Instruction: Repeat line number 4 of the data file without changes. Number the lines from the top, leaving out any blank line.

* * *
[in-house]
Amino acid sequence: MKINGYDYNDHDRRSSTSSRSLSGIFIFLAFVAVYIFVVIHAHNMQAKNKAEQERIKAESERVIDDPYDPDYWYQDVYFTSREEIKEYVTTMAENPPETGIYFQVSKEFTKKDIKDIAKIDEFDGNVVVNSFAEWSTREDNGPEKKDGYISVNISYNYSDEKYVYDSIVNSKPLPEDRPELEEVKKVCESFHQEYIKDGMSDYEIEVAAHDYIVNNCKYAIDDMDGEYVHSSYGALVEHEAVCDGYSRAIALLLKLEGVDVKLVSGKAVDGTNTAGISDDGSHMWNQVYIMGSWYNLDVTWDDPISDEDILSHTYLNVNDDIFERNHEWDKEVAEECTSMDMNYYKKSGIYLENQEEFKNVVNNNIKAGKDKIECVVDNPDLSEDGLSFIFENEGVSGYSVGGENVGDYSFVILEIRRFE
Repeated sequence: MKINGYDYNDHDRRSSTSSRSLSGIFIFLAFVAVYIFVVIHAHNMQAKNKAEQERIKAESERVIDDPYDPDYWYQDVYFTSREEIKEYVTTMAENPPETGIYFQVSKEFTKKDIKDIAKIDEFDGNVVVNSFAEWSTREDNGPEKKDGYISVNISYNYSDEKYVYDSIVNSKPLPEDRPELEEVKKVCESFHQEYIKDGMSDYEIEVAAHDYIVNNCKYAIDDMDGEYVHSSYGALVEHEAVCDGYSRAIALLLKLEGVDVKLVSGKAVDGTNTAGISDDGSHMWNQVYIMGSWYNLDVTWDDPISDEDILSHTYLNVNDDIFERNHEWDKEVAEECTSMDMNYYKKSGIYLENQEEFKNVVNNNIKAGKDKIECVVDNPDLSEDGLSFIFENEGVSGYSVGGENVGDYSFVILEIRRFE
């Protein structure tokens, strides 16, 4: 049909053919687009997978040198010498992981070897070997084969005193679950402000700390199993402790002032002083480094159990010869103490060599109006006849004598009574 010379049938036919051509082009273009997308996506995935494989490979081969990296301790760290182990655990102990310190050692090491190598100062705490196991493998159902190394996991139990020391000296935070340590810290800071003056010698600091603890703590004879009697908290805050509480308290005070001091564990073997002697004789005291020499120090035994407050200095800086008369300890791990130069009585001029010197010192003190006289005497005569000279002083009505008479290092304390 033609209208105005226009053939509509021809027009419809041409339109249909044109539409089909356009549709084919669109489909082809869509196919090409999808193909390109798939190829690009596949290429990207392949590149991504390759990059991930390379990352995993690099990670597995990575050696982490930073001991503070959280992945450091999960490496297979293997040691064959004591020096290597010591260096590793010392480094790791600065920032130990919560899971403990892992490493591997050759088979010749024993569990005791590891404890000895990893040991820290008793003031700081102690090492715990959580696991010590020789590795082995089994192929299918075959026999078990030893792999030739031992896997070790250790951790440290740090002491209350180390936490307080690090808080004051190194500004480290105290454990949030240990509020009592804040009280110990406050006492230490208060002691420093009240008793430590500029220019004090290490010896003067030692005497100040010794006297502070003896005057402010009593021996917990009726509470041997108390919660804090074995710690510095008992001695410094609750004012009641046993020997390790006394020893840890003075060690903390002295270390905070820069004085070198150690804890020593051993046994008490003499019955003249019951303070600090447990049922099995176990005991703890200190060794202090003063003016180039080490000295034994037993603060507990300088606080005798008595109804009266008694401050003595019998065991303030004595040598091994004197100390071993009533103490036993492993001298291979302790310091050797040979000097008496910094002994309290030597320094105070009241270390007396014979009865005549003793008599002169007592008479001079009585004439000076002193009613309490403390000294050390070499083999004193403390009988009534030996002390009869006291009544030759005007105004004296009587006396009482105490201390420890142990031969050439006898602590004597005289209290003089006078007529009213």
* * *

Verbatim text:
């Protein structure tokens, strides 16, 4: 049909053919687009997978040198010498992981070897070997084969005193679950402000700390199993402790002032002083480094159990010869103490060599109006006849004598009574 010379049938036919051509082009273009997308996506995935494989490979081969990296301790760290182990655990102990310190050692090491190598100062705490196991493998159902190394996991139990020391000296935070340590810290800071003056010698600091603890703590004879009697908290805050509480308290005070001091564990073997002697004789005291020499120090035994407050200095800086008369300890791990130069009585001029010197010192003190006289005497005569000279002083009505008479290092304390 033609209208105005226009053939509509021809027009419809041409339109249909044109539409089909356009549709084919669109489909082809869509196919090409999808193909390109798939190829690009596949290429990207392949590149991504390759990059991930390379990352995993690099990670597995990575050696982490930073001991503070959280992945450091999960490496297979293997040691064959004591020096290597010591260096590793010392480094790791600065920032130990919560899971403990892992490493591997050759088979010749024993569990005791590891404890000895990893040991820290008793003031700081102690090492715990959580696991010590020789590795082995089994192929299918075959026999078990030893792999030739031992896997070790250790951790440290740090002491209350180390936490307080690090808080004051190194500004480290105290454990949030240990509020009592804040009280110990406050006492230490208060002691420093009240008793430590500029220019004090290490010896003067030692005497100040010794006297502070003896005057402010009593021996917990009726509470041997108390919660804090074995710690510095008992001695410094609750004012009641046993020997390790006394020893840890003075060690903390002295270390905070820069004085070198150690804890020593051993046994008490003499019955003249019951303070600090447990049922099995176990005991703890200190060794202090003063003016180039080490000295034994037993603060507990300088606080005798008595109804009266008694401050003595019998065991303030004595040598091994004197100390071993009533103490036993492993001298291979302790310091050797040979000097008496910094002994309290030597320094105070009241270390007396014979009865005549003793008599002169007592008479001079009585004439000076002193009613309490403390000294050390070499083999004193403390009988009534030996002390009869006291009544030759005007105004004296009587006396009482105490201390420890142990031969050439006898602590004597005289209290003089006078007529009213």